Technical Physics

, Volume 62, Issue 10, pp 1538–1544 | Cite as

Formation of nickel magnetic nanoparticles and modification of nickel phthalocyanine matrix by sodium doping

  • N. A. Kolpacheva
  • M. V. Avramenko
  • L. A. Avakyan
  • Ya. V. Zubavichus
  • A. A. Mirzakhanyan
  • A. S. Manukyan
  • E. G. Sharoyan
  • L. A. Bugaev
Physical Science of Materials
  • 16 Downloads

Abstract

Data for the vapor-phase doping (300°C) of nickel phthalocyanine (NiPc) by sodium taken in different concentrations (x), as well as structural analysis data for Nax = 0.2NiPc, Nax = 1NiPc, and Nax = 3NiPc samples, have been reported. The structure of the samples and their atomic configuration versus the doping level have been studied by transmission electron microscopy, Raman scattering, X-ray diffraction, X-ray absorption spectroscopy, and extended X-ray absorption fine structure (EXAFS) spectroscopy. The structural parameters of Ni–N, Ni–C, and Ni–Ni bonds have been determined, and it has been found that, at a low level of doping by sodium, local structural distortions are observed in some molecules of the NiPc matrix near nickel atoms. The fraction of these molecules grows as the doping level rises from x = 0.2 to x = 1.0. It has been shown that doping changes the oscillation mode of light atoms, which indicates a rise in the electron concentration on five- and six-membered rings. At a high level of sodium doping (x = 3.0), nickel nanoparticles with a mean size of 20 nm and molecule decomposition products have been observed in the NiPc matrix. It has been found that the fraction of nickel atoms in the Nax = 3NiPc nanoparticles as estimated from EXAFS data is sufficient for the room-temperature magnetic properties of the samples to persist for a long time.

Preview

Unable to display preview. Download preview PDF.

Unable to display preview. Download preview PDF.

References

  1. 1.
    J. D. Aiken III and R. G. Finke, J. Mol. Catal. A: Chem. 145, 1 (1999).CrossRefGoogle Scholar
  2. 2.
    R. Reisfeld, T. Saraidarov, and V. Levchenko, Opt. Appl. 38, 83 (2008).Google Scholar
  3. 3.
    C.-J. Jia and F. Schuth, Phys. Chem. Chem. Phys. 13, 2457 (2011).CrossRefGoogle Scholar
  4. 4.
    C.-X. Liu, Q. Liu, C.-C. Guo, and Z. Tan, J. Porphyrins Phthalocyanines 14, 825 (2010).CrossRefGoogle Scholar
  5. 5.
    M. Idowu and T. Nyokong, Int. J. Nanosci. 11, 1250018 (2012).CrossRefGoogle Scholar
  6. 6.
    J. G. Guan, W. Wang, R. Z. Gong, R. Z. Yuan, L. H. Gan, and K. C. Tam, Langmuir 18, 4198 (2002).CrossRefGoogle Scholar
  7. 7.
    B. Brauer, Y. Vaynzof, W. Zhao, A. Kahn, W. Li, D. R. T. Zahn, C. de Julian Fernandez, C. Sangregorio, and G. J. Salvan, J. Phys. Chem. 113, 4565 (2009).CrossRefGoogle Scholar
  8. 8.
    R. E. Schaak, A. K. Sra, B. M. Leonard, R. E. Cable, J. C. Bauer, Y.-F. Han, J. Means, W. Teizer, Y. Vasquez, and E. S. Funck, J. Am. Chem. Soc. 127, 3506 (2005).CrossRefGoogle Scholar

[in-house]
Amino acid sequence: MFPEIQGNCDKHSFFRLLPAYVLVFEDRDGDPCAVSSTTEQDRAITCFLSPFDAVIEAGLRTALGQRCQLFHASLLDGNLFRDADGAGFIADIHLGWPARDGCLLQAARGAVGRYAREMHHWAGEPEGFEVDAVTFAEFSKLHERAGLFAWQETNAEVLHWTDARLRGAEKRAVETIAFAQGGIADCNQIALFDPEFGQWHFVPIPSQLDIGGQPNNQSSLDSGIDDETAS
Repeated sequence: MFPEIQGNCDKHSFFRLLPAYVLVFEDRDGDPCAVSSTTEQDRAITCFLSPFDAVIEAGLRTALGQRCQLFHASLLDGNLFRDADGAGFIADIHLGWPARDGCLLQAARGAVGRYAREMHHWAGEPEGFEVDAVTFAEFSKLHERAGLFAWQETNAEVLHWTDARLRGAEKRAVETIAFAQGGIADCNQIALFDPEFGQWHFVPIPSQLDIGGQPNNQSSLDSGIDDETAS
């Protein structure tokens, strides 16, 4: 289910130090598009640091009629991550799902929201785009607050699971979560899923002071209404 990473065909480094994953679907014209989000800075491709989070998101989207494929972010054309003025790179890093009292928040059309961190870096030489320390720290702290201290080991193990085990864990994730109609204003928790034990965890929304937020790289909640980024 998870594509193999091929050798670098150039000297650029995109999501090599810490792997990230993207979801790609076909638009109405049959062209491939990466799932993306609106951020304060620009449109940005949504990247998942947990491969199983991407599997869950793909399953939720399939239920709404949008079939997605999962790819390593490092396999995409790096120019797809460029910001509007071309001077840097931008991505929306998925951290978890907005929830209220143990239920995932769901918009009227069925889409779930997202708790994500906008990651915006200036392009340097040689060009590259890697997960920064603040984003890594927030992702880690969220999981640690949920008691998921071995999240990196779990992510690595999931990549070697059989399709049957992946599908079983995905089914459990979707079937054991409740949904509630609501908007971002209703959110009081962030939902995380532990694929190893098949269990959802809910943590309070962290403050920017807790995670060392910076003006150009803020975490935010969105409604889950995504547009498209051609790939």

9. 9.
    F. Li, X. Yu, H. Pan, M. Wang, and X. Xin, Solid State Sci. 2, 767 (2000).ADSCrossRefGoogle Scholar
  10. 10.
    N. A. Kolpacheva, L. A. Avakyan, A. S. Manukyan, A. A. Mirzakhanyan, E. G. Sharoyan, V. V. Pryadchenko, Ya. V. Zubavichus, A. L. Trigub, A. G. Fedorenko, and L. A. Bugaev, Phys. Solid State 58, 1004 (2016).ADSCrossRefGoogle Scholar
  11. 11.
    S. Zhou, Y. Li, Z. Chen, X. X. Li, N. Chen, and G. Du, Ceram. Int. 39, 6763 (2013).CrossRefGoogle Scholar
  12. 12.
    L. Grigoryan, M. Simonyan, and E. Sharoyan, SU Patent No. 120686 (1984).Google Scholar
  13. 13.
    J. M. Robertson and I. Woodward, J. Chem. Soc. 36, 219 (1937).CrossRefGoogle Scholar
  14. 14.
    A. V. Chichagov, D. A. Varlamov, R. A. Dilanyan, T. N. Dokina, N. A. Drozhzhina, O. L. Samokhvalova, and T. V. Ushakovskaya, Crystallogr. Rep. 46, 876 (2001).ADSCrossRefGoogle Scholar
  15. 15.
    V. V. Pryadchenko, V. V. Srabionyan, E. B. Mikheykina, L. A. Avakyan, V. Y. Murzin, Y. V. Zubavichus, I. Zizak, V. E. Guterman, and L. A. Bugaev, J. Phys. Chem. C 119, 3217 (2015).CrossRefGoogle Scholar
  16. 16.
    V. V. Srabionyan, A. L. Bugaev, V. V. Pryadchenko, A. V. Makhiboroda, E. B. Rusakova, L. A. Avakyan, R. Schneider, M. Dubiel, and L. A. Bugaev, J. Non- Cryst. Solids 382, 24 (2013).ADSCrossRefGoogle Scholar
  17. 17.
    M. Newville, B. Ravel, D. Haskel, J. J. Rehr, E. A. Stern, and Y. Yacoby, Phys. B (Amsterdam, Neth.) 208–209, 154 (1995).CrossRefGoogle Scholar
  18. 18.
    D. C. Koningsberger, B. L. Mojet, G. E. van Dorssen, and D. E. Ramaker, Top. Catal. 10, 143 (2000).CrossRefGoogle Scholar
  19. 19.
    A. V. Poiarkova and J. J. Rehr, Phys. Rev. B: Condens. Matter Mater. Phys. 59, 948 (1999).ADSCrossRefGoogle Scholar
  20. 20.
    C. A. Melendres and V. A. Maroni, J. Raman Spectrosc. 15, 319 (1984).ADSCrossRefGoogle Scholar
  21. 21.
    T. V. Basova, B. A. Kolesov, A. G. Gürek, and V. Ahsen, Thin Solid Films 385, 246 (2001).ADSCrossRefGoogle Scholar
  22. 22.
    I. V. Aleksandrov, Ya. S. Bobovich, V. G. Maslov, and A. N. Sidorov, Opt. Spektrosk. 37, 467 (1974).Google Scholar

Copyright information

© Pleiades Publishing, Ltd. 2017

Authors and Affiliations

  • N. A. Kolpacheva
    • 1
    • 4
  • M. V. Avramenko
    • 1
  • L. A. Avakyan
    • 1
  • Ya. V. Zubavichus
    • 2
  • A. A. Mirzakhanyan
    • 3
  • A. S. Manukyan
    • 3
  • E. G. Sharoyan
    • 3
  • L. A. Bugaev
    • 1
  1. 1.Sothern Federal UniversityRostov-on-DonRussia
  2. 2.National Scientific Center Kurchatov InstituteMoscowRussia
  3. 3.Institute of Physical ResearchNational Academy of Sciences of ArmeniaAshtarakArmenia
  4. 4.Don State Technical UniversityRostov-on-DonRussia

Personalised recommendations